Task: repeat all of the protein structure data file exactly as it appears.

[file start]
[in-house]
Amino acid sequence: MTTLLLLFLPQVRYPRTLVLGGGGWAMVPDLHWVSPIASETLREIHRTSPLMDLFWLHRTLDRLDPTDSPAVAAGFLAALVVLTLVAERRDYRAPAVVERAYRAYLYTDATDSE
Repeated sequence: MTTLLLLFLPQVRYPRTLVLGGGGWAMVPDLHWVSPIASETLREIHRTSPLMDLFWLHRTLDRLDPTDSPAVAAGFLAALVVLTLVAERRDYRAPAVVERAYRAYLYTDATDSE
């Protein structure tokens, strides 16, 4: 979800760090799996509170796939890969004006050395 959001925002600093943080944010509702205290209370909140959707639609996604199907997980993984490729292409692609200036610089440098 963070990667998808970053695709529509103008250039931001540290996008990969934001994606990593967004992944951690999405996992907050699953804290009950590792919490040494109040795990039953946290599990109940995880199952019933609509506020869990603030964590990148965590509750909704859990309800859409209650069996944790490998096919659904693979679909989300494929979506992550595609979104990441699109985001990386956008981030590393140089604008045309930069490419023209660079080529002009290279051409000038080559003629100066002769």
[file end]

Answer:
[in-house]
Amino acid sequence: MTTLLLLFLPQVRYPRTLVLGGGGWAMVPDLHWVSPIASETLREIHRTSPLMDLFWLHRTLDRLDPTDSPAVAAGFLAALVVLTLVAERRDYRAPAVVERAYRAYLYTDATDSE
Repeated sequence: MTTLLLLFLPQVRYPRTLVLGGGGWAMVPDLHWVSPIASETLREIHRTSPLMDLFWLHRTLDRLDPTDSPAVAAGFLAALVVLTLVAERRDYRAPAVVERAYRAYLYTDATDSE
């Protein structure tokens, strides 16, 4: 979800760090799996509170796939890969004006050395 959001925002600093943080944010509702205290209370909140959707639609996604199907997980993984490729292409692609200036610089440098 963070990667998808970053695709529509103008250039931001540290996008990969934001994606990593967004992944951690999405996992907050699953804290009950590792919490040494109040795990039953946290599990109940995880199952019933609509506020869990603030964590990148965590509750909704859990309800859409209650069996944790490998096919659904693979679909989300494929979506992550595609979104990441699109985001990386956008981030590393140089604008045309930069490419023209660079080529002009290279051409000038080559003629100066002769």